713 F.2d 1236 (6th Cir. 1983), 82-5326, United States v. Luce
|Docket Nº:||82-5326, 82-5338 and 82-5377.|
|Citation:||713 F.2d 1236|
|Party Name:||UNITED STATES of America, Plaintiff-Appellee, v. Edward LUCE, Robert Kolofer, and James Luigs, Defendants-Appellants.|
|Case Date:||August 09, 1983|
|Court:||United States Courts of Appeals, Court of Appeals for the Sixth Circuit|
May 14, 1983.
Argued May 14, 1983.
James L. Marcus (argued), Williams & Marcus, Chicago, Ill., for defendant-appellant in No. 82-5326.
Frank C. Holloman (argued), Memphis, Tenn., for defendant-appellant in No. 82-5338.
James O. Marty, Memphis, Tenn., for defendant-appellant in No. 82-5377.
W. Hickman Ewing, Jr., U.S. Atty., Timothy R. DiScenza, Asst. U.S. Atty., Memphis, Tenn., for plaintiff-appellee in all cases.
Arthur Kahn, Asst. U.S. Atty. (argued), Memphis, Tenn., for plaintiff-appellee in Nos. 82-5326 and 82-5338.
Before KENNEDY, Circuit Judge, PECK, Senior Circuit Judge, and ALLEN, [*] District Judge.
CORNELIA G. KENNEDY, Circuit Judge.
Defendants Luce, Kolofer, and Luigs appeal from their jury convictions for possession of a controlled substance with intent to distribute (21 U.S.C. § 841(a)(1)). Luce and Luigs also appeal their convictions for conspiracy to possess a controlled substance with intent to distribute (21 U.S.C. § 846). The defendants raise numerous evidentiary issues. For the reasons set forth below, we conclude that none of the District Court's rulings require reversal and affirm the convictions.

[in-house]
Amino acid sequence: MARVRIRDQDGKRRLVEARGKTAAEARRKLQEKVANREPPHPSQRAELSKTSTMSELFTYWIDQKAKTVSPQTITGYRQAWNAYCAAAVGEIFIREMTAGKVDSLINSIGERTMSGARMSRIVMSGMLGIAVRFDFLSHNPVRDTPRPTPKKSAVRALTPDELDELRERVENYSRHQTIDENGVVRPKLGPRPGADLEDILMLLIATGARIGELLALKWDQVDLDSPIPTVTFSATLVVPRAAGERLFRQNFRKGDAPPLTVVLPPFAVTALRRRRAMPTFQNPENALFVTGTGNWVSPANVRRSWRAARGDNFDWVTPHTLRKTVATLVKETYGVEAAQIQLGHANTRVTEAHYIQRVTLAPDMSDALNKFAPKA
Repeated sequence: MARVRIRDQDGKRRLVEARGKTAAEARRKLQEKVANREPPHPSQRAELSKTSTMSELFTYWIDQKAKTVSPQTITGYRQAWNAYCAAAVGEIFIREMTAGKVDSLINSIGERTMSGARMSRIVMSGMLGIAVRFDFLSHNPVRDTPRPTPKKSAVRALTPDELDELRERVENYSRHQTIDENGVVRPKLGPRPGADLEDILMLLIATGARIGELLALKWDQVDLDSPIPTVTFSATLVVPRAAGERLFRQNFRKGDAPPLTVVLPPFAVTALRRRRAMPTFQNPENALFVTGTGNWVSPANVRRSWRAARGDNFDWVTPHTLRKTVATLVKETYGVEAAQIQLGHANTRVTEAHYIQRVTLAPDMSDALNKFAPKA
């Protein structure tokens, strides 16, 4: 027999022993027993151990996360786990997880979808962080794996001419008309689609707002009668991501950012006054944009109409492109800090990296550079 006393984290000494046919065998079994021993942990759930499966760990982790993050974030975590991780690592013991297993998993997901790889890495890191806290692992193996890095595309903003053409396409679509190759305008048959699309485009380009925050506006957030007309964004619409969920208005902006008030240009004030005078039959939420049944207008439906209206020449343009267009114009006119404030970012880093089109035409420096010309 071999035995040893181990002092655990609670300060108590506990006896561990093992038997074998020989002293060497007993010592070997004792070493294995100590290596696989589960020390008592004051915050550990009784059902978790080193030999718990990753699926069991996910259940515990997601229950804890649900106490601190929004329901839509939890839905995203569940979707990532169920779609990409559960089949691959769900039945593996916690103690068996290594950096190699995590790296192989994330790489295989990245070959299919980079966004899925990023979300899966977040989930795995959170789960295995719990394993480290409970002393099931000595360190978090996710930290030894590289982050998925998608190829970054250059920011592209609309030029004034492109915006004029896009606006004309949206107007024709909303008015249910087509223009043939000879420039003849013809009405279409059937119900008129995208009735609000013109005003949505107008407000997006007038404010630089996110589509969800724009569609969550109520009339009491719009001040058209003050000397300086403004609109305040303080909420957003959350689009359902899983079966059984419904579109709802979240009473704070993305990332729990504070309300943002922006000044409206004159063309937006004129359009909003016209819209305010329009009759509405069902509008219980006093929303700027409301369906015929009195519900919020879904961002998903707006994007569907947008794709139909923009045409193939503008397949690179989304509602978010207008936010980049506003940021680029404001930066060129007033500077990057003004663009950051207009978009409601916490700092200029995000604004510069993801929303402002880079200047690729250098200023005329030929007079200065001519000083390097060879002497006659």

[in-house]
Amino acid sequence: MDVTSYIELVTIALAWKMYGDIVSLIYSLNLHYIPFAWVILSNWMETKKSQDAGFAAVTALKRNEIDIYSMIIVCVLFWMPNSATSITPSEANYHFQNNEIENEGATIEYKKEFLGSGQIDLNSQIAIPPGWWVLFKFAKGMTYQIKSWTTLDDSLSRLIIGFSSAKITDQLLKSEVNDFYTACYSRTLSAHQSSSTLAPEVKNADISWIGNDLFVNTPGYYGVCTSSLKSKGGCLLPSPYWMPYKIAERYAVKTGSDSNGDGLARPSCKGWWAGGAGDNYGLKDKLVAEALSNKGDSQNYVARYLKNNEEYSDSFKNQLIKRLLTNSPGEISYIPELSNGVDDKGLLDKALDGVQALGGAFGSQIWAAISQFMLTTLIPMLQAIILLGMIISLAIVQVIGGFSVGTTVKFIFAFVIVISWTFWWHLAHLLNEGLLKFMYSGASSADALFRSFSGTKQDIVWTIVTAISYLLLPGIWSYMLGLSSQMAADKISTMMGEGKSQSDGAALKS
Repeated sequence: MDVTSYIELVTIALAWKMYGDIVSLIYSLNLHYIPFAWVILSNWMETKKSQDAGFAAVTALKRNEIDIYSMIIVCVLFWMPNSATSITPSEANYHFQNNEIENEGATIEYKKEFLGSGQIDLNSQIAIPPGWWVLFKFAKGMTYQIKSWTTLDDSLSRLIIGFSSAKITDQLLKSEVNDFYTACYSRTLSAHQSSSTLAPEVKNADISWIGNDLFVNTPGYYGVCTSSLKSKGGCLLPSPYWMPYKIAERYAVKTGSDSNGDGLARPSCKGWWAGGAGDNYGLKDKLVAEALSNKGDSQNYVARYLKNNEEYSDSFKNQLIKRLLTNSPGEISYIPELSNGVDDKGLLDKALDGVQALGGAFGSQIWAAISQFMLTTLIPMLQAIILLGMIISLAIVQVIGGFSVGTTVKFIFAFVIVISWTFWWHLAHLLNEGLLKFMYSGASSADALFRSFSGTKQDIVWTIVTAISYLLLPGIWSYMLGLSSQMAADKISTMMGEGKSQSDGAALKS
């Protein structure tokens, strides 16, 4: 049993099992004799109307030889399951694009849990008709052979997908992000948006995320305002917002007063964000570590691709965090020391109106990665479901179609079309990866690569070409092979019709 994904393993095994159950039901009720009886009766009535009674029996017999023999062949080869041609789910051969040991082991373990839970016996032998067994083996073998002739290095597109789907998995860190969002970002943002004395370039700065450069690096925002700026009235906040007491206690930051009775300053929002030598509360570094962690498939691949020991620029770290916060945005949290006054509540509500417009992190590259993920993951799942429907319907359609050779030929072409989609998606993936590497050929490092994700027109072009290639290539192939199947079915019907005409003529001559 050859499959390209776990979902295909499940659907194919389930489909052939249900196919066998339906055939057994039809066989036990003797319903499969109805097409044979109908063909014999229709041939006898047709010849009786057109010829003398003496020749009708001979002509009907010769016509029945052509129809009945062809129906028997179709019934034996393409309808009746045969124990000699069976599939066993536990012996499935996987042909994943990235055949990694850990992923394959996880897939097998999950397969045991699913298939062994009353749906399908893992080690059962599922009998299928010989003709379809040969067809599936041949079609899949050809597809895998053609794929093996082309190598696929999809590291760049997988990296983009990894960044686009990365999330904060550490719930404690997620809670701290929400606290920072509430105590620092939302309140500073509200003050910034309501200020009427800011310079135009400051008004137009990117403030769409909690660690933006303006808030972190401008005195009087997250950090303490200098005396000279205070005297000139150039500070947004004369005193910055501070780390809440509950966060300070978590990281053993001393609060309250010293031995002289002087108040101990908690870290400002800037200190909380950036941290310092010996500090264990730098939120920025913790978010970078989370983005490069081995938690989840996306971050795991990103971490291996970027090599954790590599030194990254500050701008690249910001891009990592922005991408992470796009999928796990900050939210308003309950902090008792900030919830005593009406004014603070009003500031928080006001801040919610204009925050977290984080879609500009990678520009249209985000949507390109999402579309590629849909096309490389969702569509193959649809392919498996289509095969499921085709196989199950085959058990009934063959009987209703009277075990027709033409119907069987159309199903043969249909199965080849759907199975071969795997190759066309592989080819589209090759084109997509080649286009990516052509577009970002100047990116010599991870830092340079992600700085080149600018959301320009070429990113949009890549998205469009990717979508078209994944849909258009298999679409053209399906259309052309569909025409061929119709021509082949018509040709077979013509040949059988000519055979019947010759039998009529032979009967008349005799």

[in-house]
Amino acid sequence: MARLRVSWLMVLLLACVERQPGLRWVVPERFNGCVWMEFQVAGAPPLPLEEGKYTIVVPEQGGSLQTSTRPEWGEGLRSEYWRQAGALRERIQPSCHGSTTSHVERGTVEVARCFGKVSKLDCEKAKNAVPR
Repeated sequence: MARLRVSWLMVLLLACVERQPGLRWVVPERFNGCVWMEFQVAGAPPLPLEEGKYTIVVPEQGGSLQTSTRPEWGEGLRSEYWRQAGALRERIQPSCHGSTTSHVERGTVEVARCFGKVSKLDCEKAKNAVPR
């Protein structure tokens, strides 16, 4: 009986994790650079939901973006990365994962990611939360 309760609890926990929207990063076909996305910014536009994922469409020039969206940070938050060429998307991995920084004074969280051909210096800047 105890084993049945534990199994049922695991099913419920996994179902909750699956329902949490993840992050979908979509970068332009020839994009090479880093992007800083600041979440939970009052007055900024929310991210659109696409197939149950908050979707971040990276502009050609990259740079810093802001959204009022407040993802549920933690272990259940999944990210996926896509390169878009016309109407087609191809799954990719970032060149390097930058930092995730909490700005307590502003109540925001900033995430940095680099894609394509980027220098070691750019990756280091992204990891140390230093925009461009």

Before trial, defendant Luce moved in limine to prohibit the government from using evidence of a 1974 felony conviction for possession of controlled substances to impeach Luce should he take the stand. Luce's counsel did not state that Luce would take the stand if the motion were granted, nor did he indicate the substance of Luce's testimony. The district judge ruled that, if Luce testified as to the merits of his case generally, the evidence of his prior conviction would be admissible to impeach him; but Luce could take the stand to testify solely concerning his flight from police officers without exposure to impeachment by his prior conviction. Luce did not testify at trial. He now urges that the district judge's ruling was prejudicial error and that his conviction must be reversed
because he was precluded from taking the stand by fear of impeachment.
Luce claims that his prior conviction was inadmissible under Federal Rule of Evidence 609(a), which states:
For the purpose of attacking the credibility of a witness, evidence that he has been convicted of a crime shall be admitted if elicited from him or established by public record during cross examination but only if the crime (1) was punishable by death or imprisonment in excess of one year under the law under which he was convicted, and the Court determines that the probative value of admitting this evidence outweighs its prejudicial effect to the defendant, or (2) involved dishonesty or false statement, regardless of the punishment.